The most immediate opportunity to begin our rehabilitation lies in the more efficient use of transportation fuels. To do so requires tackling another sacred cow: the flagging North American auto industry, which is in trouble partly because it is producing the wrong vehicles for the times. The abysmal fuel-efficiency of North America's SUVs, trucks and cars has actually declined since 1986.

The governments of the United States and Canada must collectively commit to implementing regulations that will make North America a global leader in fuel efficiency. By deploying more efficient technologies today, we can begin to ease the demand for transportation fuels and slow the headlong rush into extracting oil from the tar sands. This will afford policymakers and the private sector the time needed to drive investment toward low-carbon and no-carbon fuels, and to evolve our transportation systems and urban design into a state that is compatible with a carbon-free future. North America stands at a critical juncture in its transportation fuel future.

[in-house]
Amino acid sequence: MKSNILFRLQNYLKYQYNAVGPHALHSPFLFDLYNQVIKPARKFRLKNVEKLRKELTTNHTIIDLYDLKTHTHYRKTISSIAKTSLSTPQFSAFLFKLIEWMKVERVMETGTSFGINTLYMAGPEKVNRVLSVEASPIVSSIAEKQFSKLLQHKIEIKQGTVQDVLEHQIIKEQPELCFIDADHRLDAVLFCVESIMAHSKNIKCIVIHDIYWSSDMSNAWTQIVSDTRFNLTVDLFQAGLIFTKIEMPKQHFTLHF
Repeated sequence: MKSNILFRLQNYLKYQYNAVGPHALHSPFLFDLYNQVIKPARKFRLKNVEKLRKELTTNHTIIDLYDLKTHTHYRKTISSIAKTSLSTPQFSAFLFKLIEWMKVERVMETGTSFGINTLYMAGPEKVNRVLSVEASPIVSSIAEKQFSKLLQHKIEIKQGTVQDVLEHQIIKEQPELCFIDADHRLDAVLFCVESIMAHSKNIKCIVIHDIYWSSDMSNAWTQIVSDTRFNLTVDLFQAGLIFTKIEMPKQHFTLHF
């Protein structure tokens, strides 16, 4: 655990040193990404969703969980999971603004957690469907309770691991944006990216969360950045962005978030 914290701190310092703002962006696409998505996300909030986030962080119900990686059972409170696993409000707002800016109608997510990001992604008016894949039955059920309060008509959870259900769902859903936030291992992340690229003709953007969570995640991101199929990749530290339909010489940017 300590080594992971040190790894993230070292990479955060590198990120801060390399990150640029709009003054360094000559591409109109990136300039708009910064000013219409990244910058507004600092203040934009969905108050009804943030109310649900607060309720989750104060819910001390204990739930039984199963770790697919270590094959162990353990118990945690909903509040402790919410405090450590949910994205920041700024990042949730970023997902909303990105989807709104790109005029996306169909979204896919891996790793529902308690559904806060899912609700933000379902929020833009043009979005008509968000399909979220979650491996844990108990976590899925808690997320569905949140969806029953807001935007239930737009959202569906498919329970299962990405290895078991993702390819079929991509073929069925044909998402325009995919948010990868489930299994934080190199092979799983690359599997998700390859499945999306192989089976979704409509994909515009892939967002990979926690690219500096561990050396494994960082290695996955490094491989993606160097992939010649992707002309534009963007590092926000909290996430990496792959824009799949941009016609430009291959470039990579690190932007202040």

As conventional oil sources disappear, we face a stark choice: we can develop new, even dirtier sources of transportation fuels derived from fossil fuels like the tar sands, or we can set a course for a more sustainable energy future by improving the efficiency of our oil consumption while aggressively transitioning to clean and renewable transportation fuels and sustainable transportation systems.

The environmental and global warming consequences of even one million barrels per day of tar sands production must serve as a wake-up call, and we must acknowledge that increased reliance upon this unconventional, high-impact fossil fuel is not a viable path forward.